The IMF's Christine Lagarde joined world leaders at the G20 summit in Mexico
to extort more pledges for the crisis fund. Whilst the U.S. and Canada declined to contribute despite some pressure from Angela Merkel, some cash-strapped European nations that are dependent on bailouts made hefty pledges.
According to the Telegraph
Spain, which is negotiating a bail out loan from the EU to prop up its ailing banks, pledged $19.6bn, whilst euro challenged Italy pledged $31bn. Perhaps they expect to receive preferential interest rates from the European Central Bank when they borrow the billions needed to honour their pledges.
Cash for voting rights is the name of the game and resulted in some less than heavy-weight economies pledging monies towards the fund. Pitching in amongst the big names were tiny Cyprus, itself on the brink of asking for an EU bailout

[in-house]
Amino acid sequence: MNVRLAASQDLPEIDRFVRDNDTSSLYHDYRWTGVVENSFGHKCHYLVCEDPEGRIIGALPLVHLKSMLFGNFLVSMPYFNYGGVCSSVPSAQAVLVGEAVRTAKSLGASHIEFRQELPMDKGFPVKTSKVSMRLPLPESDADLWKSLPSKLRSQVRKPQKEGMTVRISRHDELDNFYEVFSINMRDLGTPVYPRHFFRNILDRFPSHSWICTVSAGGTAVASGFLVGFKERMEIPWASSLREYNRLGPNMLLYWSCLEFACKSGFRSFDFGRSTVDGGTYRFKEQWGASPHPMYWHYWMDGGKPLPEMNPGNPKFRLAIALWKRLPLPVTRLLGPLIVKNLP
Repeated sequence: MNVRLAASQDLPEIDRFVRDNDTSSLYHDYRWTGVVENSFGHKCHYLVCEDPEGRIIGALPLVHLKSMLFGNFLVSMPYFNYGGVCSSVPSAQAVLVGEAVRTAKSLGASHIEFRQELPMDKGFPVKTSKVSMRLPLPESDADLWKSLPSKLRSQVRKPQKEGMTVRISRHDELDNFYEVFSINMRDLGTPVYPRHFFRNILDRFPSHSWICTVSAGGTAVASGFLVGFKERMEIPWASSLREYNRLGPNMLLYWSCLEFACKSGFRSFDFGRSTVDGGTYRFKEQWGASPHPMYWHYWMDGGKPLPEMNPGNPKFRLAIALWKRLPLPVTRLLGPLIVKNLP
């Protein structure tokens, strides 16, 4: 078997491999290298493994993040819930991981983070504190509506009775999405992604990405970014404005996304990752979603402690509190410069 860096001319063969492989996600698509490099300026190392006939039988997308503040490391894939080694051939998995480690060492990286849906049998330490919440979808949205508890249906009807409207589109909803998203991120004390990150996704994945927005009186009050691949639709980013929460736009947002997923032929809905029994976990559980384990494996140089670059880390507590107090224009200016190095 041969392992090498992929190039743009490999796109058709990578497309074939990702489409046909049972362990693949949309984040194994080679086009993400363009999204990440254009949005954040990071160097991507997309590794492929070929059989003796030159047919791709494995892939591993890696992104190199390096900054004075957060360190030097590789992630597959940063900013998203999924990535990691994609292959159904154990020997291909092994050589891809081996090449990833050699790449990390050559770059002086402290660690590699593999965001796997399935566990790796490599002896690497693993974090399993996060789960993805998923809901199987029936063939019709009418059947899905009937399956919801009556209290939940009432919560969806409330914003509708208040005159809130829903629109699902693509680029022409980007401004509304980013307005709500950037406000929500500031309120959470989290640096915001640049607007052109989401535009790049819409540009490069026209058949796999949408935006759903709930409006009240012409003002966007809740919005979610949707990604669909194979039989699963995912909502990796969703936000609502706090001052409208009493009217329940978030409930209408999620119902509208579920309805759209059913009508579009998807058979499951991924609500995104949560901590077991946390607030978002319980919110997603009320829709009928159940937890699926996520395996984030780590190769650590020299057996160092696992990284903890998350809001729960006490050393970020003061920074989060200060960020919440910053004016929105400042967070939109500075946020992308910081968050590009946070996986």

, with $600m, Malta with $300m and Luxembourg with an impressive $2.7bn.
Of the oil rich Gulf countries only Saudi Arabia contributed, pledging $15bn to the pot. The largest contributors were Japan $60bn, Germany $54.7bn and China $43bn.
reported Christine Lagarde praised "this collective effort, demonstrating the broad commitment of the membership to ensure the IMF has access to adequate resources to carry out its mandate in the interests of global financial stability. Countries large and small have rallied to our call for action, and more may join. I salute them and their commitment to multilateralism."
No doubt the French IMF leader is delighted the fund will run over with enough cash to ensure no bounced checks when it comes to her own $467,940 tax free salary.
reported a spokesperson for Oxfam, referring to Belgium's $13.2bn contribution, said “It’s outrageous that a country the size of Belgium has more voting weight at the IMF than South Africa or Argentina.”